A group of scientists from North American and the United Kingdom undertook a large-scale study that covered eight different trials consisting of 37,500 people who had, or were at risk for, cardiovascular illness. The researches gave half of the participants between .8 to 40 milligrams of folic and the other half a placebo over five years.

At the conclusion of the study, the scientists found that there was a negligible difference between the two groups' heart health. The group that was given the supplement had a 25% reduction in their homocysteine level, yet had no significant decrease in the occurrence of heart disease. The supplement group had an 11.4% rate of having a heart attack, whereas the placebo group had an 11.1% rate of occurrence. The risk of stroke hovered just above 4% for both groups. The researchers concluded that folic acid has no measurable effect on heart health.

The study’s organizers believe these results have debunked the myth of folic acid and discredited homocysteine as an accurate gage of future heart health. According to head researcher Dr. Robert Clarke, “The results are definitive and it is unlikely that any further trials will be set up to address this question.”

However, this doesn’t mean you should avoid it. Folic acid is found in green vegetables and grain products that are good for your heart and are an important part of maintaining a healthy diet. Moreover, it is beneficial for people with specific condition, especially women who are expecting, as it is vital for cell growth.

Folic acid isn’t a magic supplement that prevents heart disease. The most reliable and proven way to avoid heart attacks and stroke is to be committed to a healthy lifestyle and regularly see a physician.  


Without a Choice

A report in the Boston Herald yesterday cited that
Medicare Advantage Plans will soon be extinct in Massachusetts, and over
200,000 elderly subscribers will have to re-evaluate their Medicare options.

Medicare Advantage, formerly know as Medicare Plus
Choice (and also Medicare part C) is a private insurance plan, designed like
traditional Health Maintenance Organizations (HMO) that provides almost the
same coverage as Medicare Parts A and B at a lower cost. Subscribers enjoy some flexibility
in these programs, as opposed to the clearly defined parameters of Parts A and
B, but while the initial savings may be attractive, some referrals and
“in-network” restrictions can apply.
There are also some considerable disadvantages and complexities to the
program. Subscribers are
responsible for 100% of cost for out-of-network doctor visits, and some
specialists may not be covered.

Despite some unpredictability, over 11 million
Americans are currently enrolled in Medicare Advantage Plans and seem satisfied
with their performance. However,
with the inevitable shifting of current government healthcare distribution to
make way for the new legislation, it is likely that this option will soon be
reduced to levels of inefficacy or eliminated altogether.

New Alzheimer’s Study Sheds Light

A recent report found that spinal taps can precisely
diagnose Alzheimer’s in people who are experiencing considerable memory loss. In
addition, the researchers believe that spinal tap testing may also be able to
predict whether a person with no symptoms will eventually develop the disease.
These findings mark an important step in our understanding of this devastating
cognitive disorder and provide clues into possible treatments and management

The study was published in the Archives of Neurology and is ground breaking in that it presents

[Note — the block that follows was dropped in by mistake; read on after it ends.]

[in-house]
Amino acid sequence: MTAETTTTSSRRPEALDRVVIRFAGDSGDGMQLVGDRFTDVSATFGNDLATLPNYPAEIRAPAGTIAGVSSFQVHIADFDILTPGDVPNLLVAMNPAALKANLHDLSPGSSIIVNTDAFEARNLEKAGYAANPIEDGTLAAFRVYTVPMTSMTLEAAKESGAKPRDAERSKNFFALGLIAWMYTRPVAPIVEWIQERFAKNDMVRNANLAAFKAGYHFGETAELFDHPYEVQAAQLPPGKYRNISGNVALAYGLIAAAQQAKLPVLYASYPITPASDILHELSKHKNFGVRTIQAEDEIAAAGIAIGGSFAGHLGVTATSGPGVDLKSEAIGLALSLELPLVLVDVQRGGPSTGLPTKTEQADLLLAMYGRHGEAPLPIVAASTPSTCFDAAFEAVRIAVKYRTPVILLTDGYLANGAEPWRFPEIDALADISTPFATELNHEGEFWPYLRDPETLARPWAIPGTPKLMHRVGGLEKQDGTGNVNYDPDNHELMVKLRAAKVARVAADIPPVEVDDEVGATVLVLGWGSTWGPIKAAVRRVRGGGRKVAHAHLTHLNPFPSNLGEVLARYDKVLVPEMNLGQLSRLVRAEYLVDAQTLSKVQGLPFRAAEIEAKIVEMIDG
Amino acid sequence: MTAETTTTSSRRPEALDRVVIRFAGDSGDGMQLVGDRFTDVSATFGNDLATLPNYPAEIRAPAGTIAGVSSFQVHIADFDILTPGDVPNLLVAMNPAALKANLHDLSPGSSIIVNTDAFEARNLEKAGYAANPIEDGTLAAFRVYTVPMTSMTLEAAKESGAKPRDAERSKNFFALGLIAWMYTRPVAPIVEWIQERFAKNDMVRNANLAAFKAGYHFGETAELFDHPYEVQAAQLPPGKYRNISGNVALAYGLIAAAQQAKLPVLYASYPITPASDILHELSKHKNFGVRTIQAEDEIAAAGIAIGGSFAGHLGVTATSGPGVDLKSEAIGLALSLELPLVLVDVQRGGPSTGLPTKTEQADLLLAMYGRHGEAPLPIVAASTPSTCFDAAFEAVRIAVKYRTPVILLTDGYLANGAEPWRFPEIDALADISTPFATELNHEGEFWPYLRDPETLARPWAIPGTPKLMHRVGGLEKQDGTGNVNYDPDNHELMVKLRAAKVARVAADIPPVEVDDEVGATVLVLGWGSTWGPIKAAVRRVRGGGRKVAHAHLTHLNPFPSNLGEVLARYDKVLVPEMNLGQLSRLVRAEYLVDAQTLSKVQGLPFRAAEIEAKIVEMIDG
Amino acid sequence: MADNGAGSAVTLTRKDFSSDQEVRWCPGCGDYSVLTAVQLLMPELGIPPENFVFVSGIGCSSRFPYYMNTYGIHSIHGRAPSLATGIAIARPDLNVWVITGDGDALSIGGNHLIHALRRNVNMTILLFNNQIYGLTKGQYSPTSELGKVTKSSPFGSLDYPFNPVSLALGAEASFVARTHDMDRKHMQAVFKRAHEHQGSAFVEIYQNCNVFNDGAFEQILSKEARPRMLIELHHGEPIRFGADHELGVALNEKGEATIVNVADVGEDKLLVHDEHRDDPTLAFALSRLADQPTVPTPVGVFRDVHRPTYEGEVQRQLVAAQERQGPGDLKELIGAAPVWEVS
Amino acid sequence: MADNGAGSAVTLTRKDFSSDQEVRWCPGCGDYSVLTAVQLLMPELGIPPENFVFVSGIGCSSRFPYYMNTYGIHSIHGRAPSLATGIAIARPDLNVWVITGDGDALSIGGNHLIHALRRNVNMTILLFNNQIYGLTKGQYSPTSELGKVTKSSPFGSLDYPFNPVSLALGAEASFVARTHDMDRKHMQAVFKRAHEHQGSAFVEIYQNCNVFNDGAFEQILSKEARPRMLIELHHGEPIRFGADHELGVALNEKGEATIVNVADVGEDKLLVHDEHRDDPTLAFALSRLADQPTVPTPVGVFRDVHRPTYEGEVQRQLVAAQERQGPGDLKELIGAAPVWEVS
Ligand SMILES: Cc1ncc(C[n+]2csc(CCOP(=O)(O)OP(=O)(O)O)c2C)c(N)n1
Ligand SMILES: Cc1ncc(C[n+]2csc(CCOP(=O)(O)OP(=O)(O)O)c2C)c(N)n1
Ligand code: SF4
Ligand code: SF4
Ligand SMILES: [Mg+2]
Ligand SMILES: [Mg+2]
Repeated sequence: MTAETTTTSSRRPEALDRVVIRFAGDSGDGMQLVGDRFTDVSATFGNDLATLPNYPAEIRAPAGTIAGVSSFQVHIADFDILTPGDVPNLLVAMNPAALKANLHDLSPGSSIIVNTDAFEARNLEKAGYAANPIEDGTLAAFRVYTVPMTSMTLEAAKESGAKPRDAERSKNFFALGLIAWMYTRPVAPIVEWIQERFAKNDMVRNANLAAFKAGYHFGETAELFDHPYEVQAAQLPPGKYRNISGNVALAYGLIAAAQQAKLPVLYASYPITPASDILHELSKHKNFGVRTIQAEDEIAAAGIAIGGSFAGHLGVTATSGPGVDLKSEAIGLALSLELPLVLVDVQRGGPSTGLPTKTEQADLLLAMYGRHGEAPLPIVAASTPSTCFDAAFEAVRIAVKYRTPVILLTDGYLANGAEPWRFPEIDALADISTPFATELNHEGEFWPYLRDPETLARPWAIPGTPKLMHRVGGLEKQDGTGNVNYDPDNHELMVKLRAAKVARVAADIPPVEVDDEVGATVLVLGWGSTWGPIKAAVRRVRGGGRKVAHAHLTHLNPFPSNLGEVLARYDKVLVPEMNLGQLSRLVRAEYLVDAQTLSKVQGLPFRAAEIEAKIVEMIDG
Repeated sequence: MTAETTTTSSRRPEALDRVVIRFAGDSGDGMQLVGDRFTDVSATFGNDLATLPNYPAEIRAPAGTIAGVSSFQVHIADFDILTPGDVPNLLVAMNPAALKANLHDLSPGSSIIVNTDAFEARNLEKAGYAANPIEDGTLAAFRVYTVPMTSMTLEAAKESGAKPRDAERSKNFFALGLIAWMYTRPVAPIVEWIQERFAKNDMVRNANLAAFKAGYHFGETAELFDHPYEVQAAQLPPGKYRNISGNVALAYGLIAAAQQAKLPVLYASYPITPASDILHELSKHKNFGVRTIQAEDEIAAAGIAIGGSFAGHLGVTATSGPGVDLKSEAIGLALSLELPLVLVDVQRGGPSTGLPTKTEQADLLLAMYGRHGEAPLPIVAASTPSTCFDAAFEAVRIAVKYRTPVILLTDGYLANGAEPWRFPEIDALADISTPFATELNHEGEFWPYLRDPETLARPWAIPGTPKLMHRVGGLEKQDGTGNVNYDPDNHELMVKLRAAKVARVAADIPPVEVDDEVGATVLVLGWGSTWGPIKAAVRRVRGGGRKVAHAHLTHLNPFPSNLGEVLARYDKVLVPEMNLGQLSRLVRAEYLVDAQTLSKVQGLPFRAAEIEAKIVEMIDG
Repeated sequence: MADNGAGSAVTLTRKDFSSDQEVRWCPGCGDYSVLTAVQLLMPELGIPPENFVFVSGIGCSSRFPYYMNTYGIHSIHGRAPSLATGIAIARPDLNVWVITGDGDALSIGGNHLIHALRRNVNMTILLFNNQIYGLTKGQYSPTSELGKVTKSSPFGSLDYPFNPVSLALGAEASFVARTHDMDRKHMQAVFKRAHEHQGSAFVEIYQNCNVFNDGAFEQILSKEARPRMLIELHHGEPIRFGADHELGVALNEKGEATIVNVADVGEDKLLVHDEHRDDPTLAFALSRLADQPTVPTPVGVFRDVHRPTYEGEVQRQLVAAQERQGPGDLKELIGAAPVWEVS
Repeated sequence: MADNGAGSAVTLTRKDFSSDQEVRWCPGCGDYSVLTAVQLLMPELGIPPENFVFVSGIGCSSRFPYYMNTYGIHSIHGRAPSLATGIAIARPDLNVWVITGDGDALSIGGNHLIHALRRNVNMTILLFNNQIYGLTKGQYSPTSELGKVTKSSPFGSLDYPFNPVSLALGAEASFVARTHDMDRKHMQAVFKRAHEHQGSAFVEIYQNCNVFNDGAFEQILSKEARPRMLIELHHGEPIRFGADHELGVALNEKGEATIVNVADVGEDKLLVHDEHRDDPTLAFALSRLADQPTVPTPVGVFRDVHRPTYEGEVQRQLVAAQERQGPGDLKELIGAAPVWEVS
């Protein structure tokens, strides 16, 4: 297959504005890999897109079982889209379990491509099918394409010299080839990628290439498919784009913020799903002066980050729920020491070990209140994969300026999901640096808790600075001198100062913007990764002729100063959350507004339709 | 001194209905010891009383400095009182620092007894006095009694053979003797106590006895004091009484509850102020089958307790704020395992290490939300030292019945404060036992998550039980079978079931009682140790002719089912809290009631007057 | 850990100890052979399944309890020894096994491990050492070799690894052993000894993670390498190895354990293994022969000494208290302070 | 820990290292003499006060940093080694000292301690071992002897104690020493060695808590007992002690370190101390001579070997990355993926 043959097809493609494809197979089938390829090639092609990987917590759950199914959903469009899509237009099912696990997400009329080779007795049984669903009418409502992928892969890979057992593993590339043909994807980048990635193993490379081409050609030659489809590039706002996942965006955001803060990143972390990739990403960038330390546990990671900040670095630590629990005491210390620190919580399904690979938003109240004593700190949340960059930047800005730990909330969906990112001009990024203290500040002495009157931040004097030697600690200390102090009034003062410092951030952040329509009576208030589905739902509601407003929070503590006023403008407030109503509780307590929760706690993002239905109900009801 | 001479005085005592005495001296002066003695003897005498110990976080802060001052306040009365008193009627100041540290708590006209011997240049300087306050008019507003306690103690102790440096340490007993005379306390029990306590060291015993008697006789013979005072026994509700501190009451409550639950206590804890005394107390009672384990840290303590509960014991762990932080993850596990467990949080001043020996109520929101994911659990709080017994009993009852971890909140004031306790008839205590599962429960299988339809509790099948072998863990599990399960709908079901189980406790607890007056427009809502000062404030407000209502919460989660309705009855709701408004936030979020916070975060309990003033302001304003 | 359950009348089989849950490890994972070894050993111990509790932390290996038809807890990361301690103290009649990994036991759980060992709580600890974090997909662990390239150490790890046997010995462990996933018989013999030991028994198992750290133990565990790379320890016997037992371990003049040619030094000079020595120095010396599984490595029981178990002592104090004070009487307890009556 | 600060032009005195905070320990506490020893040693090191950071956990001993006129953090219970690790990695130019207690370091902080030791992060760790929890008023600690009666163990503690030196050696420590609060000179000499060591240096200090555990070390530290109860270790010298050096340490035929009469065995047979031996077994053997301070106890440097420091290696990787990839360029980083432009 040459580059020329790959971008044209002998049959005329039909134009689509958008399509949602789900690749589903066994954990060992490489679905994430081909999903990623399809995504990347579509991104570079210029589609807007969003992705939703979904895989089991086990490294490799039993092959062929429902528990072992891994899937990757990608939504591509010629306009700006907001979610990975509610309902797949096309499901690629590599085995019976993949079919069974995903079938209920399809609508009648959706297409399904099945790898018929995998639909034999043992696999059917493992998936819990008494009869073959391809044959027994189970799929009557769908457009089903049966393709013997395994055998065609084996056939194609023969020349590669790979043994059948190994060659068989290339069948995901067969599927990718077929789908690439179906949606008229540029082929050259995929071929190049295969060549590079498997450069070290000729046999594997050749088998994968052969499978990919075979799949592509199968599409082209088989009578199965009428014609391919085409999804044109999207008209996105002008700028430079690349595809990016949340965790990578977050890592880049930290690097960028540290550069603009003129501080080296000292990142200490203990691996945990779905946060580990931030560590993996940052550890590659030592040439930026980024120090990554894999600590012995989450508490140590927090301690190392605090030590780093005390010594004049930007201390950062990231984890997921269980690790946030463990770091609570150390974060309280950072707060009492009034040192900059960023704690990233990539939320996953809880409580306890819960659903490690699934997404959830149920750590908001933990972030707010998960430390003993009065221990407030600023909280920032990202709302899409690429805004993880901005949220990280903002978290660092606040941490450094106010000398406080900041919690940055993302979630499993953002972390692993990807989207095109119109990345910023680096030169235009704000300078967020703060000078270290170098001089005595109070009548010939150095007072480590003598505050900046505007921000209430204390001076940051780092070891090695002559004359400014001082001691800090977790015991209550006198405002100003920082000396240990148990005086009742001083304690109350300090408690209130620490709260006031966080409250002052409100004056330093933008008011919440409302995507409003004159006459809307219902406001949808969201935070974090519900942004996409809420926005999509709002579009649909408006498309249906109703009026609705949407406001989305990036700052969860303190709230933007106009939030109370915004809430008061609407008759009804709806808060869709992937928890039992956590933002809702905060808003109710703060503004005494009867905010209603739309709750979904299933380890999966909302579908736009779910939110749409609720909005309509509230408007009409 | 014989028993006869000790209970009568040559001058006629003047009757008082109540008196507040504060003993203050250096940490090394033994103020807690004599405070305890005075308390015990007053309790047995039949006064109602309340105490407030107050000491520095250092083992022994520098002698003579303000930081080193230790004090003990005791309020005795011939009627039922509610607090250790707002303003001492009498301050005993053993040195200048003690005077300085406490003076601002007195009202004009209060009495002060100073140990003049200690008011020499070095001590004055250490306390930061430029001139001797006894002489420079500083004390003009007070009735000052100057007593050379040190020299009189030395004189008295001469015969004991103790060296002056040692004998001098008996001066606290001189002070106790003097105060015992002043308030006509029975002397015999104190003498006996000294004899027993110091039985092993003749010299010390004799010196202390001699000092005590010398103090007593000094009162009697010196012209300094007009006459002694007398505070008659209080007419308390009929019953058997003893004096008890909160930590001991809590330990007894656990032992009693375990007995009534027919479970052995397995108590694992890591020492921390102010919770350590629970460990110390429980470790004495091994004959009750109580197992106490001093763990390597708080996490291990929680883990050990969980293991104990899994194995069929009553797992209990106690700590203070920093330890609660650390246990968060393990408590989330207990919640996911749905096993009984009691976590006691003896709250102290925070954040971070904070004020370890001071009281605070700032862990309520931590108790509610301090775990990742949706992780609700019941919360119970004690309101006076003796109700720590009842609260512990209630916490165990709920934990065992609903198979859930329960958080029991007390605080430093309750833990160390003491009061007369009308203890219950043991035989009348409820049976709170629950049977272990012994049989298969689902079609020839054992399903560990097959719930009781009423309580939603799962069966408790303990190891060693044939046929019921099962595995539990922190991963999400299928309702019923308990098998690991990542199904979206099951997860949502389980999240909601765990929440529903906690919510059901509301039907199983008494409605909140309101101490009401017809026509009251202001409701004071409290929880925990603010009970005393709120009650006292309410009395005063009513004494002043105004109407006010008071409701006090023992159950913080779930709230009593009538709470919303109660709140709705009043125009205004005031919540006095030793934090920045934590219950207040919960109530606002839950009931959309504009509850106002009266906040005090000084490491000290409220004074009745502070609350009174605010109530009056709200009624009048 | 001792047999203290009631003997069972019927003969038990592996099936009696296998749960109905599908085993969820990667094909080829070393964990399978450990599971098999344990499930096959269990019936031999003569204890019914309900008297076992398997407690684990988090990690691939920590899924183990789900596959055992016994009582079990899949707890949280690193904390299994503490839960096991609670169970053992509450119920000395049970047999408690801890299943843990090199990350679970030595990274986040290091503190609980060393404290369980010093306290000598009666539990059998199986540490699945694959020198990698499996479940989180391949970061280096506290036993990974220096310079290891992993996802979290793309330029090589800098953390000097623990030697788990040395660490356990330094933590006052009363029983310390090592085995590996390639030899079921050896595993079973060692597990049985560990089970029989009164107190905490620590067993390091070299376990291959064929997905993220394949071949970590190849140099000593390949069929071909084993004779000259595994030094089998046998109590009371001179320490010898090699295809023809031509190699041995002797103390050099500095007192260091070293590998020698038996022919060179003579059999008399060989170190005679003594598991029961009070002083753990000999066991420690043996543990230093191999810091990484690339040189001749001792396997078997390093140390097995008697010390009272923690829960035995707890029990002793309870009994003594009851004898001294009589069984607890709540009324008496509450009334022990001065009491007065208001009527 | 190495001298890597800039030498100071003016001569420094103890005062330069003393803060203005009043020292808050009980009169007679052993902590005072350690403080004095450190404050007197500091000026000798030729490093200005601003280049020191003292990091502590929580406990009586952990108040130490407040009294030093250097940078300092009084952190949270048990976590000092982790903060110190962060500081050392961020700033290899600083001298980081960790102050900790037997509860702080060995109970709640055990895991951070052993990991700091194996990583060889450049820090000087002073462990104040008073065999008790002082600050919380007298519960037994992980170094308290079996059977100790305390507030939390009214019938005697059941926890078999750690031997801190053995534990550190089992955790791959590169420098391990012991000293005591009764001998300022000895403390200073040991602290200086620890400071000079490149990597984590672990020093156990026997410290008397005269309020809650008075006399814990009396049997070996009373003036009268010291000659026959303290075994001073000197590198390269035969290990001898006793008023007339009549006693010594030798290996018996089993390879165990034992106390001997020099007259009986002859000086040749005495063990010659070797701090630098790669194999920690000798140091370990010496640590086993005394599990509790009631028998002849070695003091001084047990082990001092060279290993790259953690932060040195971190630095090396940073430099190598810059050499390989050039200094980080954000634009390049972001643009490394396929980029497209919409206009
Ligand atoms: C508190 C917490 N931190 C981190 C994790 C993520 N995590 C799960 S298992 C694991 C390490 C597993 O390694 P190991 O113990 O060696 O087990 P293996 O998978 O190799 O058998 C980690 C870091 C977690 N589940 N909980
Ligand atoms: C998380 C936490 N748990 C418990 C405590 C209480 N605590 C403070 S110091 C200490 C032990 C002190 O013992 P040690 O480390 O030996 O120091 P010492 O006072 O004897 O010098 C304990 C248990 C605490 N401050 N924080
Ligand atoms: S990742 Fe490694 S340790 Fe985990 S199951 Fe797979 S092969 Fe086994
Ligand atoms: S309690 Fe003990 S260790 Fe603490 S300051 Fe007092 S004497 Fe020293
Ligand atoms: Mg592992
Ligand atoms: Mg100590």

proof that spinal taps are one hundred percent accurate in determining whether
a person will have Alzheimer’s. The study examined more than 300 hundred
patients in their seventies. Among this group were people who had normal memory
retention, were experiencing difficulties with memory loss, and those who had
ongoing Alzheimer’s. These various patients had their spinal fluid analyzed for
amyloid beta and tau, proteins that are known to accumulate in the dead and
dying nerve cells in the brain.

Researchers found that almost all the patients with
Alzheimer’s had the anticipated protein levels. Among those with memory loss,
nearly 75% had the characteristic protein pattern and every one of these
patients went on to develop the disease within the next five years.  Approximately one-third of the patients
with no symptoms also had the indicative spinal fluid makeup, and the
scientists believe these people will eventually have Alzheimer’s.

The treatment of Alzheimer’s has been unguided and
ineffective due to a crippling lack of information about the disease. Recently,
however, there have been a slew of studies that have provided much needed
insight into the disorder, including this most recent report. The more
information we have, the more likely a care options or maybe even medicinal
strategies can be developed. A disease that has been untreatable could become

To this end, the spinal tap study is important because it
confirms that protein buildup in the brain is likely the source of the disease.
Therefore, medications that prevent this scenario could treat the disorder.
However, not enough is known about the role of these proteins in normal brain
performance to confirm this plan of action. More testing needs to be done in
order to better understand this correlation between protein levels and memory

It is unclear how these findings will be incorporated into
the medical field. It is believed that Alzheimer’s starts to develop
approximately ten years before it culminates in a diagnosis. The spinal tap
test would allow doctors to diagnosis patients in the early stages and test
various treatments. However, there are ethical questions involved. What is the
merit of diagnosing patients with a degenerative disease that is currently
untreatable? When should doctors test for the disease? Also, the accuracy of
spinal taps varies according to the doctor and the lab; how will these
differences be taken into account?

Though more testing needs to be done in order to determine how
spinal taps should utilized, it is clear that this breakthrough has provided